HAIR STYLIST Gary Taylor has just returned triumphant from the ‘Oscars’ of the hairdressing world.
With the title North Western Hairdresser of the Year firmly in his grasp, the 43-year-old has put the small town of Brighouse on the cutting edge of hair fashion.
Gary, who runs Edward & Co on Bradford Road, is understandably on a high. He described how it felt to take the industry’s top regional award: “Imagine being a local actor getting a part in a local TV show and then years down the line seeing that actor stood on the stage at the Oscars. That’s the nearest I can get to explaining how it was.”
In the audience at the awards ceremony in London’s Park Lane – attended by 1,700 guests from the worlds of hairdressing, fashion and the media – were all 12 members of his staff, including his wife Heather, also a stylist. It was the 28th year of the awards.
“They have given me such tremendous support,” said Gary. “They had to be there.”
It was a case of third time lucky for Gary, who belongs to the Brighouse hairdressing dynasty founded by his grandfather. On two previous occasions he reached the final nominations for the award but failed to scoop the top prize. This time he successfully beat off competition from salons in Cumbria, Greater Manchester, Lancashire, Merseyside and West Yorkshire.
“It was fantastic even to be recognised in the hairdressing awards. Just to be nominated is major. But to win it is amazing, it is the pinnacle of my career.”
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Gary has hairdressing in his genes and began working in a family salon at the age of 11. He founded his salon back in 1994 and set his sights on becoming regional Hairdresser of the Year five years ago.
“One of the things that made me go for this was to prove that local small town salons like us can offer the London experience but not at the extraordinary prices of London,” he explained.
A cut and blow dry by a senior stylist at Edward & Co is £31 while Gary himself charges £45 for new clients.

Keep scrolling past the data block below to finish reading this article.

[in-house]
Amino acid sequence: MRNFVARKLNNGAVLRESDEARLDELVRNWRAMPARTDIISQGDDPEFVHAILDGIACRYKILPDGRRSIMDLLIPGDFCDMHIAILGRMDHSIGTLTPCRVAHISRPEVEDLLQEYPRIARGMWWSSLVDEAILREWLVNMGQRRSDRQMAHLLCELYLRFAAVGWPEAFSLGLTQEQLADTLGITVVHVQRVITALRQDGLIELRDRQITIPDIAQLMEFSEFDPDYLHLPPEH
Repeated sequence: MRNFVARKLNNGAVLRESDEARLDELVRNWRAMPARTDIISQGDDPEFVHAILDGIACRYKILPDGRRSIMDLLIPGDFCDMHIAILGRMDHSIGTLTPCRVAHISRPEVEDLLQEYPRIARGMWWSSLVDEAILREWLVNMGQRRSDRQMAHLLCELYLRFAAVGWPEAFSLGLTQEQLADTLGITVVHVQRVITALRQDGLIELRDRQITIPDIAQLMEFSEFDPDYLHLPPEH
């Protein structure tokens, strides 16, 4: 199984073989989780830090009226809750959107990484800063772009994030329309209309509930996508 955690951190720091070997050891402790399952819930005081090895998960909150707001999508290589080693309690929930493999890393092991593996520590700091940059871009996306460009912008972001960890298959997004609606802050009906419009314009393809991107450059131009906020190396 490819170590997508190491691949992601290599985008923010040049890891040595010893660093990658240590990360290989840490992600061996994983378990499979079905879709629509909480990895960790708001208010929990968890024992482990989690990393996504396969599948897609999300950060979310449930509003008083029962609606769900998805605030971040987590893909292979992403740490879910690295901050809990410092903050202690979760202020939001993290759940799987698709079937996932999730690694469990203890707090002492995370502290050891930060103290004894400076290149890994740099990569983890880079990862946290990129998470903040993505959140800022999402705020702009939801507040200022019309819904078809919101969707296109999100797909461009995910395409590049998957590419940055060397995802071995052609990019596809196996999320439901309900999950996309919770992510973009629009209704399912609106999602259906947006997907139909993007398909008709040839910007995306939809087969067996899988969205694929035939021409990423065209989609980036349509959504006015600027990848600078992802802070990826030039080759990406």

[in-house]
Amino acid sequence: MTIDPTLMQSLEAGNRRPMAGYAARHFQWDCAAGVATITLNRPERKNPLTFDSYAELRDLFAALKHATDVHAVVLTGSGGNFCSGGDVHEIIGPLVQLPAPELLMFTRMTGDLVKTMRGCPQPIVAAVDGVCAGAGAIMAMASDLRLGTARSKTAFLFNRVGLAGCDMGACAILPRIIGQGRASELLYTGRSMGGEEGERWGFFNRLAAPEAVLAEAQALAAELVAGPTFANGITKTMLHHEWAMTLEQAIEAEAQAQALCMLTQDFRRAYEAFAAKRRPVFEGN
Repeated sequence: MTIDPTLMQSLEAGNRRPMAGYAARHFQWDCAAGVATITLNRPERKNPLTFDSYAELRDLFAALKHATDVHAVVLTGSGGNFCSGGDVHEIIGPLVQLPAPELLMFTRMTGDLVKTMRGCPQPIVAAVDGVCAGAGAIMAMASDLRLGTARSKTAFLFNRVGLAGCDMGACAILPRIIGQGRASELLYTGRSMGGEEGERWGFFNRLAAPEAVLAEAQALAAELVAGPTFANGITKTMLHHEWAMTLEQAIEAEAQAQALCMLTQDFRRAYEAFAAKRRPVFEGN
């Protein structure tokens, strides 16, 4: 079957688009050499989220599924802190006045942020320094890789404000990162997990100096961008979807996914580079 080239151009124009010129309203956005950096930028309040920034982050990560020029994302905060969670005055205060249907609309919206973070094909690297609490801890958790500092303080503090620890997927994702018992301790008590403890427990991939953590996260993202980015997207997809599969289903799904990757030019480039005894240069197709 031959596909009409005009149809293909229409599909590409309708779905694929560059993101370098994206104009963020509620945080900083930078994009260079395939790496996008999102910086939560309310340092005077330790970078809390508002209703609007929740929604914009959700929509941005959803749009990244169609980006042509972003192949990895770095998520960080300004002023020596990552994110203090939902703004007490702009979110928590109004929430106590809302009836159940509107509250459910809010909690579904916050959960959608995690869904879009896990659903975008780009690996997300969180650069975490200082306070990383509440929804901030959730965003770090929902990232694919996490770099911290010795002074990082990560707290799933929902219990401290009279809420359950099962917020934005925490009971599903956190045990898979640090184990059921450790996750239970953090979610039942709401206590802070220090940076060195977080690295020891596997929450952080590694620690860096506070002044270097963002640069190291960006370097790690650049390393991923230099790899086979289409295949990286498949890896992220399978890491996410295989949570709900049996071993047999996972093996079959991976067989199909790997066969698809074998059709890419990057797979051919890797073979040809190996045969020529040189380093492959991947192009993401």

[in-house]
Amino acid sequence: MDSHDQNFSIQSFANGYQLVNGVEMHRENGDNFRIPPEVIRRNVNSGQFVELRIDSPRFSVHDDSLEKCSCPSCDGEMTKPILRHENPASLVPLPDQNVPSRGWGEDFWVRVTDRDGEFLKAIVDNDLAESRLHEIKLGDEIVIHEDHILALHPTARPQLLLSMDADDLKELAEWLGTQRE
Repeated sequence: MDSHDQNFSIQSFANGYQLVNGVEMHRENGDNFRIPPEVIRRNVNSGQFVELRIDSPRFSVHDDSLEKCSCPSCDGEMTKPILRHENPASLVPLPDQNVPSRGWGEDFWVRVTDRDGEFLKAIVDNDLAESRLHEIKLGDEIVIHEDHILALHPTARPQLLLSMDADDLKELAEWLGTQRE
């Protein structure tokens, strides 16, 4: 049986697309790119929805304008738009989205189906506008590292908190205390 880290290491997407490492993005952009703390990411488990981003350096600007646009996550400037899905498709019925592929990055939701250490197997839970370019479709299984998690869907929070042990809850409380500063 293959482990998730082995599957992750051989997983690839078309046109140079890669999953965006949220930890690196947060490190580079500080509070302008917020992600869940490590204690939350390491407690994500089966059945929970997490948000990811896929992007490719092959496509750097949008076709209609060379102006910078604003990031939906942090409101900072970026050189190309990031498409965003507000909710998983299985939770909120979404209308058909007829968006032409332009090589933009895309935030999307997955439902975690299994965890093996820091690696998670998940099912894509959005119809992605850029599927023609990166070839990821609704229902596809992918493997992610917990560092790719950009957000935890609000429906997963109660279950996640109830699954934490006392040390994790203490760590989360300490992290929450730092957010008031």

“There are some fantastic hairdressers in the provinces.”
To prepare a collection of styles for the competition Gary spent two years researching trends and techniques. “After being nominated twice I knew that I was on the right track but I needed to up my game,” he said
“The whole of our staffroom was posted with pictures of styles that I liked. I went to hair shows and exhibitions. My staff gave me their opinions.
“Last year I didn’t enter the competition but I went to the awards to see what I would be up against. It has meant a lot to me.”
Entering the awards is a costly and time-consuming process. Gary used professional hair models and a London-based photographer. He took his wife and other staff members along to the photoshoot.
But his investment paid off and he will now be asked to present hairdressing courses and high-profile shows around the country.
He is already a familiar face in the hairdressing world in his capacity as a trainer – his salon has its own training school – and Clynol academy representative. “I get asked to make guest stylist appearances at other people’s salons. Training is very important in this business. You are always learning. I’m still learning.”
But what is it that makes a successful hairdresser?
Gary is in no doubt: “You’ve got to be absolutely passionate about what you do. You need to want to get up every morning and go to work.
“I’m not interested in employing anyone who sees it as a nine to five job. I have a team behind me that have to be passionate as well.
“And anyone who says they have learned everything there is to know about hairdressing is not pushing themselves because it’s impossible to know everything.”
Now that he has the champion hairdresser trophy Gary says he’s going to focus on helping his stylists to achieve their goals.
“And I’m also going to concentrate on another side of my business that is not widely known about – wigs for chemotherapy and alopecia patients,” he said.
“I’ve been doing them for about 10 years but as it’s such a sensitive topic it’s not something that I talk about much.”